You are currently browsing the monthly archive for May 2009.

Under the collar

For me, one of the most memorable moments in the movie “Schindler’s List” is when well dressed officials began to set up tables, open up their journals, prepare their inkwells and process the lives of human beings as if they were just commodities to be dispensed with like jam, cake and toilet rolls. All that mattered was the system. Everyone involved was a cog, with a defined role, and dare you not deviate from the actions assigned to you.

This image has come into my mind as we in Ireland learn about the atrocities committed on children by members of the Catholic Church during the 1930’s, 40’s, 50’s, 60’s, 70’s, and 80’s inside “Industrial Schools” – special institutions set up to deal with poor children. And “deal with them” they did, through a regime of mental, physical, emotional and sexual abuse. 

We have been hearing about clerical child abuse for nearly two decades now in Ireland, but what is truly shocking from the Ryan report is the sheer scale of the problem. It’s a cast of thousands, if not tens of thousands. At the core were the abusers, running into the hundreds. But it didn’t stop there. Many people in high places kept quiet while these thugs did whatever they wished. What were the colleagues, the managers, the principals, the school inspectors, the civil servants, the police, the priests, the judges, the bishops and the politicians doing during this time? What did they know? What did they try to hide? This is the scandal.

There was a system in place. Clinical, effective, and unconscionably evil. This system sought to protect its own integrity above everything else, with little thought to those in its charge. This system resolutely defended the very antithesis of what it set itself up to achieve. They talked about love, but they dealt in cruelty. They talked about hope, but they only brought despair. They talked about caring, but they left a trail of broken people in their wake.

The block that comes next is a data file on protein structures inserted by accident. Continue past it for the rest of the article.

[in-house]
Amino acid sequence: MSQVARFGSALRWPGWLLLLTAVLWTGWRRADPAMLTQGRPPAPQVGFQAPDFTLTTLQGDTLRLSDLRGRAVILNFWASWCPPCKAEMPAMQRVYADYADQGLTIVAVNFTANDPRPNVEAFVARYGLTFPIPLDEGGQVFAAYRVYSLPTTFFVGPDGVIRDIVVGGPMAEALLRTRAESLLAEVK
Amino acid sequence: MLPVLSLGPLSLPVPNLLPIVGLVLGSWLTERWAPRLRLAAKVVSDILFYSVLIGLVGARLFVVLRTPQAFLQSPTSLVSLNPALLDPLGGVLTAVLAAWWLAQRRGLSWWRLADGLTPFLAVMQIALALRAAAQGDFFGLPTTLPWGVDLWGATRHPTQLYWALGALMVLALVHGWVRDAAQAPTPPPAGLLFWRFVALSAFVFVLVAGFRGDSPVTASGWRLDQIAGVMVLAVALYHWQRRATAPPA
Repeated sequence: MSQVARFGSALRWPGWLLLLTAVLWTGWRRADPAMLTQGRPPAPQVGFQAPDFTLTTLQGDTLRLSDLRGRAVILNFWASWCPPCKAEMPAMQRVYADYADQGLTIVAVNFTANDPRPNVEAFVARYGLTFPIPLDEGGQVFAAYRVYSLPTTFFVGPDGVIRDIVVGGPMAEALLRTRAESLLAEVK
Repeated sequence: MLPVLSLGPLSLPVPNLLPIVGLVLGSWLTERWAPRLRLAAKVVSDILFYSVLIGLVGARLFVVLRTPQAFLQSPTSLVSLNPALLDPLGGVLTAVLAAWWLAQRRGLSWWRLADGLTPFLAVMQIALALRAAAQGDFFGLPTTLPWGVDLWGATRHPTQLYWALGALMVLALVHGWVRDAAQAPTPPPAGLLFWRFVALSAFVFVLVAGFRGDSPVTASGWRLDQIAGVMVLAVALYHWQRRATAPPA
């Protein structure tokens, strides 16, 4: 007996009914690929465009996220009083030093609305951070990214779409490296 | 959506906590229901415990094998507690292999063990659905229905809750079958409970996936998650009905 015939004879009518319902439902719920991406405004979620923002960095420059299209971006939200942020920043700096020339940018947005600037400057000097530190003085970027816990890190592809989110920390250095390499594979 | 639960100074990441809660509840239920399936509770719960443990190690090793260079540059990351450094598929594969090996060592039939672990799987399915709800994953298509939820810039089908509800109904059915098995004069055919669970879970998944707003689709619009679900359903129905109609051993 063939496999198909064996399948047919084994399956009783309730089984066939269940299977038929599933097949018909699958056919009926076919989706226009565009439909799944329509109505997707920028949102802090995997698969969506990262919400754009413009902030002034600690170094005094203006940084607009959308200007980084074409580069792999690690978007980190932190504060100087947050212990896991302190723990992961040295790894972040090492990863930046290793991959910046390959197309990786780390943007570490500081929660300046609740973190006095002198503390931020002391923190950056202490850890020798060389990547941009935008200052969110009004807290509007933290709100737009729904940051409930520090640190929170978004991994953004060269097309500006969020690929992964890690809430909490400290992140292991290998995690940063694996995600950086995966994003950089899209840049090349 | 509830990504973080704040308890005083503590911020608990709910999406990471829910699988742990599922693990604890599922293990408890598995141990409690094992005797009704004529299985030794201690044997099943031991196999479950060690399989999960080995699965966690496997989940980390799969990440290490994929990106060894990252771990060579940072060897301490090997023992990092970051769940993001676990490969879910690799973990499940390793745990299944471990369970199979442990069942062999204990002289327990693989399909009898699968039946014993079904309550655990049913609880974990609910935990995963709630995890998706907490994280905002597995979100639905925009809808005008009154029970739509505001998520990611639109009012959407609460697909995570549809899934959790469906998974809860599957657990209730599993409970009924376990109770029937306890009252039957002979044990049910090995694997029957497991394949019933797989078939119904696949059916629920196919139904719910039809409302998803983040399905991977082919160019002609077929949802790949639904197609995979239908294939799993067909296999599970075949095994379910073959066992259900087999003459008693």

In the case of the Christian Brothers or the Sisters of Mercy, although the time for real accountability has long gone, it’s time they sold all their properties to the state to compensate the abuse victims and got off the stage. They leave behind a shameful legacy and thousands of damaged lives. They should forego their role in the education of the young, or the treatment of the sick. That’s the state’s job, not the job of the religious, who preach love and caring while keeping their dark criminal secrets under lock and key. It’s sickening that any institution, having committed so much evil during their tenure, could have any remaining authority in Irish public life. 

But by and large, it’s all a footnote. These orders started hemorrhaging staff forty years ago. Even when I was in school, you would have been considered half-mad to even contemplate joining the Christian Brothers or the nuns.  What remains, by and large, is a handful of septuagenarians and octogenarians in retirement homes. Most of the real criminals are long dead – saved from the debt they clearly should have repaid in their lifetimes. The bigger issue is the degree to which the authorities collaborated together, and how such collaborations should be identified, exposed and struck down whenever they occur.